Clef vs cliff

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Clef and cliff are two words that are close in spelling and pronunciation and may be considered confusables. We will examine the different meanings of the confusables clef and cliff, the word origins of the terms, and some examples of their English usage in sentences.

A clef is a musical symbol located at the beginning of a staff of notes that shows the pitch of the written notes. Modern music uses the G-clef, often called the treble clef, the F-clef, often called the base clef or the baritone clef, and C-clef, also known as the alto clef or the viola clef. Using different clefs in written music makes it possible to visually render musical compositions for all instruments. The word clef is derived from the Latin word, clavis, meaning key. The plural of clef is clefs.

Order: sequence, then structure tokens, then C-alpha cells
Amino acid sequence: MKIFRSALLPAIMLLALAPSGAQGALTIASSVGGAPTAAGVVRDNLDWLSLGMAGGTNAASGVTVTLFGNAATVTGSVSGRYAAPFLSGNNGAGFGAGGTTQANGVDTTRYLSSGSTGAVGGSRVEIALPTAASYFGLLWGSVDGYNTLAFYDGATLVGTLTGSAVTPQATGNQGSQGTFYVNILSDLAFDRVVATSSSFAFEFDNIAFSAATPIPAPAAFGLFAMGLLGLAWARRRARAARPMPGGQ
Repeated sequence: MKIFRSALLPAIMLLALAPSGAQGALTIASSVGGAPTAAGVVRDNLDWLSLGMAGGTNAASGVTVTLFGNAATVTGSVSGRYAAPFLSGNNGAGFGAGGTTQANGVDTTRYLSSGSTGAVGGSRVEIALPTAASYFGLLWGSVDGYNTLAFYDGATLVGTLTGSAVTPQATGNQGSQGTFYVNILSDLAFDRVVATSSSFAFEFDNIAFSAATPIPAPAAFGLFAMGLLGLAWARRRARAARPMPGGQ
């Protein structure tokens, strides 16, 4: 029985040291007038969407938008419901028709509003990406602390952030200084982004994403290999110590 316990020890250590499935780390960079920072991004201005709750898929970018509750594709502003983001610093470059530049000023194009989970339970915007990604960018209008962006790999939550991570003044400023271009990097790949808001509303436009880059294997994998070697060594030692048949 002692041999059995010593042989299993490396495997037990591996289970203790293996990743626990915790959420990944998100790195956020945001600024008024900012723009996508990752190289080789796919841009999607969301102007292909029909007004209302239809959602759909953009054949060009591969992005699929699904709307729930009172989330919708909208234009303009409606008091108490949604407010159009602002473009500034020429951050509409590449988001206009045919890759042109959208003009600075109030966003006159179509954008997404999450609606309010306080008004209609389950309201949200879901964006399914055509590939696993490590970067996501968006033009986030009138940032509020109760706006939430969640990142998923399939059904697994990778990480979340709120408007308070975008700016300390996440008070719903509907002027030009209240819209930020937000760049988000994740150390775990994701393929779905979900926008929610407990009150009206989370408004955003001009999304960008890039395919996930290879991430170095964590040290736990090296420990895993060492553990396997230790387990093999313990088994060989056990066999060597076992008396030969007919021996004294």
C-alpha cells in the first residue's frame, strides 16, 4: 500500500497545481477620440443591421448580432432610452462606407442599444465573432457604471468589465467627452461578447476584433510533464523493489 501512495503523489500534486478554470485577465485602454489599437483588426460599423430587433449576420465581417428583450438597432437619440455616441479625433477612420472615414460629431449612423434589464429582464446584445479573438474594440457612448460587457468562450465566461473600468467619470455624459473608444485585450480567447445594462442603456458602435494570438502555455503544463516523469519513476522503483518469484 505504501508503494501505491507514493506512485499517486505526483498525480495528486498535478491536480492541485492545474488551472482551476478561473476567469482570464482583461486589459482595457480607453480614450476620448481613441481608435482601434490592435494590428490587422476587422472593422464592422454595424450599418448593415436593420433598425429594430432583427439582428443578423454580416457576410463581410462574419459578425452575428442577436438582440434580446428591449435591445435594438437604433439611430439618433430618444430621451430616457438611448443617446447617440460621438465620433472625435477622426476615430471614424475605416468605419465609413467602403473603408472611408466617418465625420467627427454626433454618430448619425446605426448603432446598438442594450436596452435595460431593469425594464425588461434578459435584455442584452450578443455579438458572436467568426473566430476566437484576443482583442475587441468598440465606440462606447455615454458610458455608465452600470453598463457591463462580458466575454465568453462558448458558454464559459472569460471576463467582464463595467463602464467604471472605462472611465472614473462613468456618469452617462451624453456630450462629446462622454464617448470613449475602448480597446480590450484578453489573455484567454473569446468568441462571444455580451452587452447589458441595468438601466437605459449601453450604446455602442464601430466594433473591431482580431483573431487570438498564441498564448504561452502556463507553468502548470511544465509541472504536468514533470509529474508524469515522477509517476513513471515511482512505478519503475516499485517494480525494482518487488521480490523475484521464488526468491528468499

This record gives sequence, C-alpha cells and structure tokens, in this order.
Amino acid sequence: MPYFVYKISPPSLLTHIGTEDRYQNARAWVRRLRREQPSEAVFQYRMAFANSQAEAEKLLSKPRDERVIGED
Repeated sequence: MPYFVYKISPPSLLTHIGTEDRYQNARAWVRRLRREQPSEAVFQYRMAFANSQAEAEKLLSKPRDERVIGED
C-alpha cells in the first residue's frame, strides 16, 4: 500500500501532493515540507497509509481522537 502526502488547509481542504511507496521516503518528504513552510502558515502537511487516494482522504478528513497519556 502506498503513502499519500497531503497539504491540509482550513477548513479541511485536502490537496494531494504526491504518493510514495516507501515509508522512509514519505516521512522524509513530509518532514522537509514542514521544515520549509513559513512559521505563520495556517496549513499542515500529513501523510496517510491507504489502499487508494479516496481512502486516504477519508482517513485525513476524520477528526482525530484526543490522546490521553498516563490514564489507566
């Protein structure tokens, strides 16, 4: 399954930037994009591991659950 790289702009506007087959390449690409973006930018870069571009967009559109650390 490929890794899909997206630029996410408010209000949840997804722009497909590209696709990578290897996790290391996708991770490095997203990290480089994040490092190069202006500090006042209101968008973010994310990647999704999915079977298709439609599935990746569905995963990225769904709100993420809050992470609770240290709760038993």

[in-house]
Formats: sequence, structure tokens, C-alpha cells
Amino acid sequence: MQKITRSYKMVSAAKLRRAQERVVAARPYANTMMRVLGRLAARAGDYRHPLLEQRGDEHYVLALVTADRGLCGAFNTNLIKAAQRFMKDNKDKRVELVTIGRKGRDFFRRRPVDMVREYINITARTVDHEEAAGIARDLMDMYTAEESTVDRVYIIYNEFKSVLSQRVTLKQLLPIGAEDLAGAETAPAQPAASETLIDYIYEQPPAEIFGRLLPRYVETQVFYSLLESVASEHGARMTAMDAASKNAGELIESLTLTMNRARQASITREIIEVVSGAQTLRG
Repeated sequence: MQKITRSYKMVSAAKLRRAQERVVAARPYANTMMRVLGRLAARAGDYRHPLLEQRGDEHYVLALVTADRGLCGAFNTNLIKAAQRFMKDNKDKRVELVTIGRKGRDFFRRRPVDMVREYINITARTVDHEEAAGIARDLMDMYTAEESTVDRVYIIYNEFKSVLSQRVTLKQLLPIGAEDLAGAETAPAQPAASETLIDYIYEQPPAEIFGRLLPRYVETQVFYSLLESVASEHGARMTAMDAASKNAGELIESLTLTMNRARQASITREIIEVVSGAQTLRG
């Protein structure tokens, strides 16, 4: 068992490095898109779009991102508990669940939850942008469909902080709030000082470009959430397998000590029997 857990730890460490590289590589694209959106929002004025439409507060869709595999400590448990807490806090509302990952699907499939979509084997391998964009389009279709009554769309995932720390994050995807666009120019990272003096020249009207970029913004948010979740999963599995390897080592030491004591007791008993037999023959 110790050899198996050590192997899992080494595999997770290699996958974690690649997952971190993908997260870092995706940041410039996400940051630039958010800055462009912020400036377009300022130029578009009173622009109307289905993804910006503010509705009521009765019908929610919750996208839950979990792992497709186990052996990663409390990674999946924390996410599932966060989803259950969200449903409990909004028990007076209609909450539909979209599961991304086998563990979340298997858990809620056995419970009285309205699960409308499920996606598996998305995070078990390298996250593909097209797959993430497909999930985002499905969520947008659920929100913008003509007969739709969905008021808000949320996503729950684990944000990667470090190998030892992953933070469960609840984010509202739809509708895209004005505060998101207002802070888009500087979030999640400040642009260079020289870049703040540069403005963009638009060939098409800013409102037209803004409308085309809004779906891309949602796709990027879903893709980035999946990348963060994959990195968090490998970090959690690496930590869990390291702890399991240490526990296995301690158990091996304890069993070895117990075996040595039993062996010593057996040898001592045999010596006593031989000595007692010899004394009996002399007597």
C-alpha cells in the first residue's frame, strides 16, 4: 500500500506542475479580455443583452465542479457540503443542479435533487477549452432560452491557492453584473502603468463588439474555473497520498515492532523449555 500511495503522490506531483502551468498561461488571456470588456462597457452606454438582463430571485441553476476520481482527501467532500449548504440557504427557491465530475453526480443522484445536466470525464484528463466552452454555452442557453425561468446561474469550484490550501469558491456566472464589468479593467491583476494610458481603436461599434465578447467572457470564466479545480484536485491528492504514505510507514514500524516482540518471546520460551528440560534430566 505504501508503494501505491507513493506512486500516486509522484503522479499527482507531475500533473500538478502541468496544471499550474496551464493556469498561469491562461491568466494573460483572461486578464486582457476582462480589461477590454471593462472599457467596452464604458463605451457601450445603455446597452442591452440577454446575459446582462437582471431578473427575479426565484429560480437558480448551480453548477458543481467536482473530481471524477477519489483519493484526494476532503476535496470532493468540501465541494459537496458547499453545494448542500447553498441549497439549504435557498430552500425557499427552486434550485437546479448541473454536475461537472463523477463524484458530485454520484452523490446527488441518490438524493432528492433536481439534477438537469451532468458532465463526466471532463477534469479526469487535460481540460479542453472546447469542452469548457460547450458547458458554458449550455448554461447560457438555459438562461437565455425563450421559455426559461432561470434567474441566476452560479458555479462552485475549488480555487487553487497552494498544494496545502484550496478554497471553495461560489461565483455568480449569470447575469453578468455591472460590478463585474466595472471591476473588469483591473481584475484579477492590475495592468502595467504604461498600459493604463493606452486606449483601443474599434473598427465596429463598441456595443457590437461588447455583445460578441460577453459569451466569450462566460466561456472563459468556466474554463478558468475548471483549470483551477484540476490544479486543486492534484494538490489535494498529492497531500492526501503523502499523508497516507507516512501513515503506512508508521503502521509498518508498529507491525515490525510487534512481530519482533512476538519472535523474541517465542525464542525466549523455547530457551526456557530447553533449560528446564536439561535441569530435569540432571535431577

A cliff is an area of high ground that has a steep or sheer face. A cliff may be in a mountainous region or may be located at the edge of the sea or other body of water. The word cliff is derived from the Old High German word, klep, which means steep promontory. The plural form of cliff is cliffs.


“And the piano was a great introduction to reading treble and bass clef.” (Mail Tribune)

On Saturday morning, the cover will be taken off what organizers are calling “the largest treble clef in the world.” (Global News)

A 45-year-old woman hiking on a popular coastal trail in the San Francisco Bay area died after she tripped and fell off a cliff, authorities said. (USA Today)

The government said Yevgeny Zinichev, a longtime Putin aide responsible for emergency situations, dived off a cliff to save a film director who fell into the water. (New York Times)